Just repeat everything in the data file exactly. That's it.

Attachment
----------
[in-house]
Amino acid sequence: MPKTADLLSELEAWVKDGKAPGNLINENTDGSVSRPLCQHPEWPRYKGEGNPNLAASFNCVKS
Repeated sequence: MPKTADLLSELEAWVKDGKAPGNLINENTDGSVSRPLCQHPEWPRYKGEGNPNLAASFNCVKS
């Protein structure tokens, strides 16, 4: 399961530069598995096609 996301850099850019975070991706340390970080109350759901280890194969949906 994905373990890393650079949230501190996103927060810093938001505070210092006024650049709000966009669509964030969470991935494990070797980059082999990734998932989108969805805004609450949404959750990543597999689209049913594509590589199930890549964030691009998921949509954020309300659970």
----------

[in-house]
Amino acid sequence: MPKTADLLSELEAWVKDGKAPGNLINENTDGSVSRPLCQHPEWPRYKGEGNPNLAASFNCVKS
Repeated sequence: MPKTADLLSELEAWVKDGKAPGNLINENTDGSVSRPLCQHPEWPRYKGEGNPNLAASFNCVKS
């Protein structure tokens, strides 16, 4: 399961530069598995096609 996301850099850019975070991706340390970080109350759901280890194969949906 994905373990890393650079949230501190996103927060810093938001505070210092006024650049709000966009669509964030969470991935494990070797980059082999990734998932989108969805805004609450949404959750990543597999689209049913594509590589199930890549964030691009998921949509954020309300659970």